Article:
Understanding Soil pH

If you are new to gardening you might not understand the importance of soil pH levels in your soil. While it is still something I am learning about, I thought I would do some research and write a blog on it to also help with my understanding of the subject.

So first off, what is soil pH and why does it matter?

The nutrients that plants need to survive are absorbed through their roots. The way plants receive those nutrients is by absorbing them once they are dissolved in water. If the mixture of the water with the nutrients is either too acidic or too alkaline, the nutrients won’t be able to easily dissolve and the roots will be incapable of absorbing them, making the plant unable to grow.  This is where your pH level comes in. Soil pH is the measurement of the amount acidity or alkalinity that is in a soil.  pH is measured on a scale of 0 to 14, 0 being pure Hydrochloric acid and 14 being pure sodium hydroxide, which is alkaline. No plant can survive in either of the extremes, however some plants do better in soil that is more acidic than alkaline and vice versa.  Neutral pH is 7, and most plants do best when they are in the range of anywhere between 6 and 7.5.  You can find out the pH level of your soil with a test kit that can easily be found in any gardening store, nursery or online. So, soil pH level is important because if it is off, you're plants can't absorb any nutrients and they won't survive. 

That being said, it is important to test your soil to find out if you need to adjust your soil so that your plants have the best possible chance of survival. However, be aware of what you are planting. HERE is a link to see the list of plants that thrive best in certain levels.  If your test shows that the number is more than a .5 difference from what you need, you are going to need amend your soil.

Once you find out what level your soil is at, if it is not what you need it to be, you are going to need to figure out how to adjust it.  Be aware that it can take months to adjust the pH level of your soil.  You should test every 2-3 months and only expect about a .5 unit of difference in that time. Every time you test, you can add more amendments. Also, be conscious about the fact that adding extra amendments can cause more harm than good. If you are adding anything that comes from a bag, make sure to follow the directions exactly. Too much can be damaging.  It is usually best start testing and amending in the fall time so that hopefully by spring you are ready to start planting. You will make it easier for yourself if you choose plants that thrive best in the soil you already have.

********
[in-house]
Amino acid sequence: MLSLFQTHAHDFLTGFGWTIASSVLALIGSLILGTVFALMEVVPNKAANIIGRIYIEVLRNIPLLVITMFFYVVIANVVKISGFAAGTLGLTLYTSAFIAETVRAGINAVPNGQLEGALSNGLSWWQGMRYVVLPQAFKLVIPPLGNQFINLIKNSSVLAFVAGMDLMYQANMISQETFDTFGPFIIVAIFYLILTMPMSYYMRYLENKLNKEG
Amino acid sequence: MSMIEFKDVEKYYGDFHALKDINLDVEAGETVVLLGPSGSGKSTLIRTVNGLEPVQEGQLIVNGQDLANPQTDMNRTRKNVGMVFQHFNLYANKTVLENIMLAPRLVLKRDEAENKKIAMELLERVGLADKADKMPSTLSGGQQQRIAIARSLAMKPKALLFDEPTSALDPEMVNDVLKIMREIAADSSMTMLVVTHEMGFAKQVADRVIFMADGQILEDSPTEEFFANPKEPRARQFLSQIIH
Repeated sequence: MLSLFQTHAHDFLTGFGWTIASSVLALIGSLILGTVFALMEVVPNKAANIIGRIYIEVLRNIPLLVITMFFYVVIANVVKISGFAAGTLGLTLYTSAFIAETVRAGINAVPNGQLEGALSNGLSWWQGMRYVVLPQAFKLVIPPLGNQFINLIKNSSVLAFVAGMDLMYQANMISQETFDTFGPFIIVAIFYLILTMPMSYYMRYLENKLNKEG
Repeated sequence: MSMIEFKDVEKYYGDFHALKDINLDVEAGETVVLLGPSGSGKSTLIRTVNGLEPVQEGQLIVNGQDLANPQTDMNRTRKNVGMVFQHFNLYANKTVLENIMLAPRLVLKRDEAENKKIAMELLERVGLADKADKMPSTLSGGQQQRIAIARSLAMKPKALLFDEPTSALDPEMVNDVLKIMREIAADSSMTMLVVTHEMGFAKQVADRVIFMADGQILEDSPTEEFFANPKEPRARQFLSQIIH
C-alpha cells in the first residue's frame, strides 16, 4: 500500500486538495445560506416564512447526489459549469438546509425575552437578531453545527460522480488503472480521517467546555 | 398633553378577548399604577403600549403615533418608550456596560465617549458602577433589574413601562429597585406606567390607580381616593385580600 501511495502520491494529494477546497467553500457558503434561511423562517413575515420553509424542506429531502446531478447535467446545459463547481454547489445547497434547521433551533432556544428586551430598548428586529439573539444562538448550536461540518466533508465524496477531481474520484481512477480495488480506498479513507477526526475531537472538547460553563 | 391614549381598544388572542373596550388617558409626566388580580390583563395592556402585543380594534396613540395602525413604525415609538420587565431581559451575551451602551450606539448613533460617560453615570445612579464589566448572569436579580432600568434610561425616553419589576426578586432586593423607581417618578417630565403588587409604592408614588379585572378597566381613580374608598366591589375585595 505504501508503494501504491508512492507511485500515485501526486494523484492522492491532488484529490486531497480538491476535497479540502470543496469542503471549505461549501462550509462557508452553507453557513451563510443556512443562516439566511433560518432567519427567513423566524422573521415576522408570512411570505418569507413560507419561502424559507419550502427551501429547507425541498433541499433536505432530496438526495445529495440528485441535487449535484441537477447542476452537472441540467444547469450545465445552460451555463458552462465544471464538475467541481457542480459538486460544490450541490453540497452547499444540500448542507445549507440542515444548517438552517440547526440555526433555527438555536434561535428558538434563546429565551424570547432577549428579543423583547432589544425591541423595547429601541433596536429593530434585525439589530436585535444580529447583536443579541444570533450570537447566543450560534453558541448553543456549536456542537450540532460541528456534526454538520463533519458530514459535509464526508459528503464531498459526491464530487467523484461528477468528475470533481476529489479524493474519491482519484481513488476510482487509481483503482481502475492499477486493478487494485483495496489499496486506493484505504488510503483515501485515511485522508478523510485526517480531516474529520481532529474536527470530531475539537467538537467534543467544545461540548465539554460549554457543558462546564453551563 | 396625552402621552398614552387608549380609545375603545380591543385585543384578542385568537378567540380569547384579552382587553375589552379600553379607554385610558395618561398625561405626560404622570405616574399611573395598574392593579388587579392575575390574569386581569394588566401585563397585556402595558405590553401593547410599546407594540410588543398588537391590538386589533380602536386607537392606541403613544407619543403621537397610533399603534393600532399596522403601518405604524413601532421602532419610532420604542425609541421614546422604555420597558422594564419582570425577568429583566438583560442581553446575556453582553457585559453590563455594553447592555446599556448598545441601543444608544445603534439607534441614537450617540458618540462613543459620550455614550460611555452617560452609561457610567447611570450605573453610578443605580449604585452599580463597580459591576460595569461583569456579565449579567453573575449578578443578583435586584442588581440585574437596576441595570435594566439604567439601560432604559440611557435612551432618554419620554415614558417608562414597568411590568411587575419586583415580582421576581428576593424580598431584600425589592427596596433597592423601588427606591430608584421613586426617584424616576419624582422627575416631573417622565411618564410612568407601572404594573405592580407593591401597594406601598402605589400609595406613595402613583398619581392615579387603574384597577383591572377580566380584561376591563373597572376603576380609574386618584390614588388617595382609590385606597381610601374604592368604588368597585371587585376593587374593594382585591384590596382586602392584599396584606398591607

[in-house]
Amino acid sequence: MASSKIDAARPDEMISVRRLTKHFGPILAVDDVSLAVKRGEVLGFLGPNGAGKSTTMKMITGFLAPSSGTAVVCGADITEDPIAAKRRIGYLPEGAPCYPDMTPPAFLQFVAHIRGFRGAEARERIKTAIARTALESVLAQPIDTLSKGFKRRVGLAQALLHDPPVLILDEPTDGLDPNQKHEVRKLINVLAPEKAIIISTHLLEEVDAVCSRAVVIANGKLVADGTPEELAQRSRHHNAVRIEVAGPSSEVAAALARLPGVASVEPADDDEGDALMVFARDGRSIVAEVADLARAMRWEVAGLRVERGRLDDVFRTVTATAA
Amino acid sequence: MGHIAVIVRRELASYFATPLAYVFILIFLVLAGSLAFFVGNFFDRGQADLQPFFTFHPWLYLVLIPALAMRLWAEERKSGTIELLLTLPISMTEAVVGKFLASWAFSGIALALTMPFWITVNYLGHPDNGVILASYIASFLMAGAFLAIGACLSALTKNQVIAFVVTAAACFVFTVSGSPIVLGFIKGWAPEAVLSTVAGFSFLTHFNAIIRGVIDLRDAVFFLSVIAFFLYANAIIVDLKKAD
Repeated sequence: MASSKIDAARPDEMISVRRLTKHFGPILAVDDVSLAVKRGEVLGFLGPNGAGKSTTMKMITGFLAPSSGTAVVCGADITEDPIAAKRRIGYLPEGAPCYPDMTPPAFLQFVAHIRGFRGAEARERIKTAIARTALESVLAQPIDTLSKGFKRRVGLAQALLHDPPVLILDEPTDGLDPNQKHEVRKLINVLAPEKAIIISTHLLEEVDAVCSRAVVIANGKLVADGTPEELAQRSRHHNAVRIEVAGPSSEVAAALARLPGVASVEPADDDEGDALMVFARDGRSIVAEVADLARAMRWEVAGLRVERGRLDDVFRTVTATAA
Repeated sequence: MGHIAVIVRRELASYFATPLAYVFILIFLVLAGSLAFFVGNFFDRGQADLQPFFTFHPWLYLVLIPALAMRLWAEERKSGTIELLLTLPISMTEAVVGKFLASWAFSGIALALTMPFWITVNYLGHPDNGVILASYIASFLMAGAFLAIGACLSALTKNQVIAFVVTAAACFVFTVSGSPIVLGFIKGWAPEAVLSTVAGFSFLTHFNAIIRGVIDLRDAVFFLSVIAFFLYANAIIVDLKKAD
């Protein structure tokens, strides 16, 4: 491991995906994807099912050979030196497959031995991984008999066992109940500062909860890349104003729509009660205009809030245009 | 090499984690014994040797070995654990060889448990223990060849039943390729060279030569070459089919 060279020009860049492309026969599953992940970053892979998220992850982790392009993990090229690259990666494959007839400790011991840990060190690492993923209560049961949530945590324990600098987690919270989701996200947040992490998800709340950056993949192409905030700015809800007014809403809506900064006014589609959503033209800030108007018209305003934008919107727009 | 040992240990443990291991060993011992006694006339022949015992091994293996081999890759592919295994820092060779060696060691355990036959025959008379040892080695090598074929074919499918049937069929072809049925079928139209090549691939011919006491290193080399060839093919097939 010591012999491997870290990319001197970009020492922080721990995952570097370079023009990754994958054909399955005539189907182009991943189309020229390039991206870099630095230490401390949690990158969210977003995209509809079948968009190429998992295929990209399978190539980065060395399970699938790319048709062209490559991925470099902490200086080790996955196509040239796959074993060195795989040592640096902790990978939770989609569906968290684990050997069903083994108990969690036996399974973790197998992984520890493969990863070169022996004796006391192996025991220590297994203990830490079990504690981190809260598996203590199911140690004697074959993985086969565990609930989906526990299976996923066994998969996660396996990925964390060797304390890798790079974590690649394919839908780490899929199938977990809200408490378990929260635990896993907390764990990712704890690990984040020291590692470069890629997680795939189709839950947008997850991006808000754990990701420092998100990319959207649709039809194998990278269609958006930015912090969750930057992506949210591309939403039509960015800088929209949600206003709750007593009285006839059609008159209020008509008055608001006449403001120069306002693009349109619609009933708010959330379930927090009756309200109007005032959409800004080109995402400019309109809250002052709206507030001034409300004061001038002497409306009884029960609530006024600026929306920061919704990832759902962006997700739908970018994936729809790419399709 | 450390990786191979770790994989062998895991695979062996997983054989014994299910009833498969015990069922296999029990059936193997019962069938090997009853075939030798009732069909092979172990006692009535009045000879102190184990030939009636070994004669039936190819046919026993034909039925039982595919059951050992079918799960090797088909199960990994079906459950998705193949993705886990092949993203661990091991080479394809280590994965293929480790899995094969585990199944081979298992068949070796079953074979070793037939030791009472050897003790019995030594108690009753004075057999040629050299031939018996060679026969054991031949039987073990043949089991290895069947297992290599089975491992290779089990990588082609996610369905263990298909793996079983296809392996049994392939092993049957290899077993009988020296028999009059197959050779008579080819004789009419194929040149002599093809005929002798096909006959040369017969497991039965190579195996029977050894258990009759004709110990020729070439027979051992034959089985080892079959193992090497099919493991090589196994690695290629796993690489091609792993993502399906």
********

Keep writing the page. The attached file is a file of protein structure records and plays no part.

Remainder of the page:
Now, to adjust your soil, lets first say your soil is acidic. This means that the pH level is lower than 7.  With acidic soil it means that your soil is lacking in calcium and magnesium. The most common organic fixer for soil with high acidity is Lime.  There are two different lime amendments. Dolomitic limestone is for if your soil has tested low in magnesium, and calcitic limestone for if your soil is low in calcium. Other things that work well for acidic soil are eggshells, oyster shells, clamshells, calcite, or hardwood ashes.  

Next, lets pretend your soil is too alkaline. This means that your pH level is above 7 and that your soil is low in iron, phosphorous, and zinc.  The best way to handle high alkaline soil is to increase the nitrogen. Things that are good to add nitrogen are sulfur, acidifying fertilizers or peat moss. Again, make sure to follow instructions on your bag. However, you can never add too much organic matter such as compost, animal manure, or worm castings. You can add any kind of organic matter on as often as you want to because it will only continue to help your soil. It is also good because it is providing food for the microorganisms that are living in your soil, and you need microorganisms because when they digest the matter, they create nutrients for your plants and help create great soil structure. Click HERE to understand in depth why microorganisms are important.

Note: Peat moss is controversial because the way it is obtained is not very sustainable. Coco coir is a good alternative however it ‘s pH is closer to neutral so for using it to try and lower levels it might not do anything.

So, once you have decided what amendments to add to your soil, all you have to do is follow the instructions on the bag and apply! Or in the case of adding organic matter, just cover your bed completely. Then till it all in and you are good to go until you need to test again. Now, many people believe in no-till farming and that is another subject but I think technically if you leave amendments on top it’s considered mulch.  This will over time amend your soil but it takes much longer to decompose.

  I hope now you have a better understanding on what soil pH is and why it is important. I encourage anyone with a garden who hasn’t tested their soil to do so and maybe it will answer some questions if you are having growing some particular things! Thanks and have a great day!